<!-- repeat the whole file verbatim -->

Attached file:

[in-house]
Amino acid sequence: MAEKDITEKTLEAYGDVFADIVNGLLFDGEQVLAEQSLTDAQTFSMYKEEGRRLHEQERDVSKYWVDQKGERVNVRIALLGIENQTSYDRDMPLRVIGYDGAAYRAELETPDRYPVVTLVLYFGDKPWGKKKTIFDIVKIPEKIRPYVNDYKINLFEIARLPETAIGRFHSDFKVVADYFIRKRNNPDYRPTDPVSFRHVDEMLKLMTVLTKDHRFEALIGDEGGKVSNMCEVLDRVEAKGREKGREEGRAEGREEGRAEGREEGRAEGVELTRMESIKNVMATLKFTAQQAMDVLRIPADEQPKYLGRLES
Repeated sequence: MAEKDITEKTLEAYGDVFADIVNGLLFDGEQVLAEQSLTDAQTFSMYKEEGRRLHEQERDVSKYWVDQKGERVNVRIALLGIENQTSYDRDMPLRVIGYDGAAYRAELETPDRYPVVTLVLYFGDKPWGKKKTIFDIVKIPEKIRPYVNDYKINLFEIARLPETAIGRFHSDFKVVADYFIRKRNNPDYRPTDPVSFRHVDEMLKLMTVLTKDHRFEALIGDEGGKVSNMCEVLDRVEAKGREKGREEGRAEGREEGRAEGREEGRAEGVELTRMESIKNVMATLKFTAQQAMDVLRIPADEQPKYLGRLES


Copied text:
[in-house]
Amino acid sequence: MAEKDITEKTLEAYGDVFADIVNGLLFDGEQVLAEQSLTDAQTFSMYKEEGRRLHEQERDVSKYWVDQKGERVNVRIALLGIENQTSYDRDMPLRVIGYDGAAYRAELETPDRYPVVTLVLYFGDKPWGKKKTIFDIVKIPEKIRPYVNDYKINLFEIARLPETAIGRFHSDFKVVADYFIRKRNNPDYRPTDPVSFRHVDEMLKLMTVLTKDHRFEALIGDEGGKVSNMCEVLDRVEAKGREKGREEGRAEGREEGRAEGREEGRAEGVELTRMESIKNVMATLKFTAQQAMDVLRIPADEQPKYLGRLES
Repeated sequence: MAEKDITEKTLEAYGDVFADIVNGLLFDGEQVLAEQSLTDAQTFSMYKEEGRRLHEQERDVSKYWVDQKGERVNVRIALLGIENQTSYDRDMPLRVIGYDGAAYRAELETPDRYPVVTLVLYFGDKPWGKKKTIFDIVKIPEKIRPYVNDYKINLFEIARLPETAIGRFHSDFKVVADYFIRKRNNPDYRPTDPVSFRHVDEMLKLMTVLTKDHRFEALIGDEGGKVSNMCEVLDRVEAKGREKGREEGRAEGREEGRAEGREEGRAEGVELTRMESIKNVMATLKFTAQQAMDVLRIPADEQPKYLGRLES